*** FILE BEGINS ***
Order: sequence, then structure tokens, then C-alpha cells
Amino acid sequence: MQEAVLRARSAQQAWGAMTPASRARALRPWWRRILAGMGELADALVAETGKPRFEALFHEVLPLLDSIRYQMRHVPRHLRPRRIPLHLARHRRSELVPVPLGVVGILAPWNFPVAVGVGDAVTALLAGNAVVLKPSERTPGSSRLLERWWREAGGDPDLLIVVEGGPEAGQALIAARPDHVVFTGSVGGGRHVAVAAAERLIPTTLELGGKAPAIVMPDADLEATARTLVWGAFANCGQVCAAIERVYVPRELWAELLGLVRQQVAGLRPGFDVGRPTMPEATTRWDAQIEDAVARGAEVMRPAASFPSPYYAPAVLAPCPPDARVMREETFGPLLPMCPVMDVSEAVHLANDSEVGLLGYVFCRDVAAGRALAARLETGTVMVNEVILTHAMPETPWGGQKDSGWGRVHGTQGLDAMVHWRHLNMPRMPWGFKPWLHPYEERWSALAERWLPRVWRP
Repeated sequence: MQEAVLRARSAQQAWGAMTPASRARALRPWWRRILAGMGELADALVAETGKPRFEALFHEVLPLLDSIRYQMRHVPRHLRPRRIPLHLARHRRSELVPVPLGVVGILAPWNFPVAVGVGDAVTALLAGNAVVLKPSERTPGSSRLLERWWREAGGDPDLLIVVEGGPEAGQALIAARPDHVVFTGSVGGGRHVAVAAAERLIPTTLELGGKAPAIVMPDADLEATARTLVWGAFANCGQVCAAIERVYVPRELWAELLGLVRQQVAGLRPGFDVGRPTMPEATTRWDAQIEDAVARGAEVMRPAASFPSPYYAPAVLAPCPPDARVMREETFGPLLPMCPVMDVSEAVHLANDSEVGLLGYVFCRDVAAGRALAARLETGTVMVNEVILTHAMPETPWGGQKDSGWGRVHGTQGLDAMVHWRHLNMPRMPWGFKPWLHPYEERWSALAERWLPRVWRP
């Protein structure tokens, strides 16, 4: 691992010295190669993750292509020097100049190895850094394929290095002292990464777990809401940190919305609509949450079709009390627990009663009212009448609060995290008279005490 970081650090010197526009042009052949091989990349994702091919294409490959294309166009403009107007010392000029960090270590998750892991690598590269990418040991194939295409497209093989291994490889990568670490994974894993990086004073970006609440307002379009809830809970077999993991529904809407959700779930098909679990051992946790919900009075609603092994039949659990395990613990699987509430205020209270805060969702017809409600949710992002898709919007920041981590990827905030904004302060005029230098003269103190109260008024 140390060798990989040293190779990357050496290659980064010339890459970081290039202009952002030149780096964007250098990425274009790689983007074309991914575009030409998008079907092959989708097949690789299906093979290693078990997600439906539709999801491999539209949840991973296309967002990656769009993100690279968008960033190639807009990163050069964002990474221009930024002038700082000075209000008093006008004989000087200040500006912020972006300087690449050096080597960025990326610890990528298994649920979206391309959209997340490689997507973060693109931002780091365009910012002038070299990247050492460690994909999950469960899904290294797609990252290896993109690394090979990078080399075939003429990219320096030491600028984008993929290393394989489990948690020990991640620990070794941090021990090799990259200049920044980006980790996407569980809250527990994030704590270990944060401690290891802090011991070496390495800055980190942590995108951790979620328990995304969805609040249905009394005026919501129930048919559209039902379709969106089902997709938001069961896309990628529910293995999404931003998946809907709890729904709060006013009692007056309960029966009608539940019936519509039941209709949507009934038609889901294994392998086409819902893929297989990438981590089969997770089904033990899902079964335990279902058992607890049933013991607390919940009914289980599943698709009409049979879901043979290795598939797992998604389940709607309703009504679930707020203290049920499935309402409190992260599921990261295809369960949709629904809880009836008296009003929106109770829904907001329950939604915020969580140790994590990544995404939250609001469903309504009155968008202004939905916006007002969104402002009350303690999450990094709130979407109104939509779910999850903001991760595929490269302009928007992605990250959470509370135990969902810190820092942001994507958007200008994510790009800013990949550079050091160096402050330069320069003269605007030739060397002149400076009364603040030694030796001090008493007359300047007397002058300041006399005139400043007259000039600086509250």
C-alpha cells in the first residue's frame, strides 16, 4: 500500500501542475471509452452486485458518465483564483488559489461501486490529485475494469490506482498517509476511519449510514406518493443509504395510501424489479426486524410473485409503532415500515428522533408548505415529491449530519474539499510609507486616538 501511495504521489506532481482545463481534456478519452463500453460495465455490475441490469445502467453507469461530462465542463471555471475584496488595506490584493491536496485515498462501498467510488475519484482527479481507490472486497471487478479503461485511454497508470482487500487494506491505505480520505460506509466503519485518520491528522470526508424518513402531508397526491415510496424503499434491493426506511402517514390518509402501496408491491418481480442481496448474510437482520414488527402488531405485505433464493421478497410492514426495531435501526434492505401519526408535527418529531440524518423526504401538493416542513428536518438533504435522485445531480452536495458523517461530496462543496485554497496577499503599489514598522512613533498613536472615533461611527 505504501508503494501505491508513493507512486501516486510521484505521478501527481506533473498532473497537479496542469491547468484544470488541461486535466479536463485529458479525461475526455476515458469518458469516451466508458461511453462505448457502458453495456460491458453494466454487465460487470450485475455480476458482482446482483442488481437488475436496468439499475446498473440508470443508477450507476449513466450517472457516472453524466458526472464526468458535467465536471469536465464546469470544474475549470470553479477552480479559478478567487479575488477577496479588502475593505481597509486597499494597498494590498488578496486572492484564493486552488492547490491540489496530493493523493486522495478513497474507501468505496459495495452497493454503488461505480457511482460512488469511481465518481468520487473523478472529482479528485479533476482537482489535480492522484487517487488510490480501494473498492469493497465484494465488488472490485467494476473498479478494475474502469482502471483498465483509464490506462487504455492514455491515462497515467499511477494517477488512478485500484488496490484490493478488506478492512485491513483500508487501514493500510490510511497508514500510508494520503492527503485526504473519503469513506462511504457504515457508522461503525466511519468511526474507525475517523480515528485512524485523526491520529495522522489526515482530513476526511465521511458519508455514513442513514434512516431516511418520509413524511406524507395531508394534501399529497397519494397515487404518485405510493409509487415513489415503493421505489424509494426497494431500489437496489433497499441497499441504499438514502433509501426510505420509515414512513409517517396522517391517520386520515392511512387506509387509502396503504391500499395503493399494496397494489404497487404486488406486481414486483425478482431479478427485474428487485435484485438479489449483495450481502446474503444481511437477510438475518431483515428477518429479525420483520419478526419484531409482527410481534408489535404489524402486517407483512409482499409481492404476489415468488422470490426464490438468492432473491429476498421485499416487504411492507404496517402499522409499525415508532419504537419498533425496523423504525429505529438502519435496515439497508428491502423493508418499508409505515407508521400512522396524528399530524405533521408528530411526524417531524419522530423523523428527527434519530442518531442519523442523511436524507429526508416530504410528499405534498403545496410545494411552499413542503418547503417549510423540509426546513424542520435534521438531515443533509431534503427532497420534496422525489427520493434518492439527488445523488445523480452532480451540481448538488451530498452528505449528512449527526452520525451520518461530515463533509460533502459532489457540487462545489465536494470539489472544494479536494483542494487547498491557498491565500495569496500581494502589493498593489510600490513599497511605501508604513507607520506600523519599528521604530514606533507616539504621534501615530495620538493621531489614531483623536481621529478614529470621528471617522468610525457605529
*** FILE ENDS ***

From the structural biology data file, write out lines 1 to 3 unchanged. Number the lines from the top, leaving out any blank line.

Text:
Order: sequence, then structure tokens, then C-alpha cells
Amino acid sequence: MQEAVLRARSAQQAWGAMTPASRARALRPWWRRILAGMGELADALVAETGKPRFEALFHEVLPLLDSIRYQMRHVPRHLRPRRIPLHLARHRRSELVPVPLGVVGILAPWNFPVAVGVGDAVTALLAGNAVVLKPSERTPGSSRLLERWWREAGGDPDLLIVVEGGPEAGQALIAARPDHVVFTGSVGGGRHVAVAAAERLIPTTLELGGKAPAIVMPDADLEATARTLVWGAFANCGQVCAAIERVYVPRELWAELLGLVRQQVAGLRPGFDVGRPTMPEATTRWDAQIEDAVARGAEVMRPAASFPSPYYAPAVLAPCPPDARVMREETFGPLLPMCPVMDVSEAVHLANDSEVGLLGYVFCRDVAAGRALAARLETGTVMVNEVILTHAMPETPWGGQKDSGWGRVHGTQGLDAMVHWRHLNMPRMPWGFKPWLHPYEERWSALAERWLPRVWRP
Repeated sequence: MQEAVLRARSAQQAWGAMTPASRARALRPWWRRILAGMGELADALVAETGKPRFEALFHEVLPLLDSIRYQMRHVPRHLRPRRIPLHLARHRRSELVPVPLGVVGILAPWNFPVAVGVGDAVTALLAGNAVVLKPSERTPGSSRLLERWWREAGGDPDLLIVVEGGPEAGQALIAARPDHVVFTGSVGGGRHVAVAAAERLIPTTLELGGKAPAIVMPDADLEATARTLVWGAFANCGQVCAAIERVYVPRELWAELLGLVRQQVAGLRPGFDVGRPTMPEATTRWDAQIEDAVARGAEVMRPAASFPSPYYAPAVLAPCPPDARVMREETFGPLLPMCPVMDVSEAVHLANDSEVGLLGYVFCRDVAAGRALAARLETGTVMVNEVILTHAMPETPWGGQKDSGWGRVHGTQGLDAMVHWRHLNMPRMPWGFKPWLHPYEERWSALAERWLPRVWRP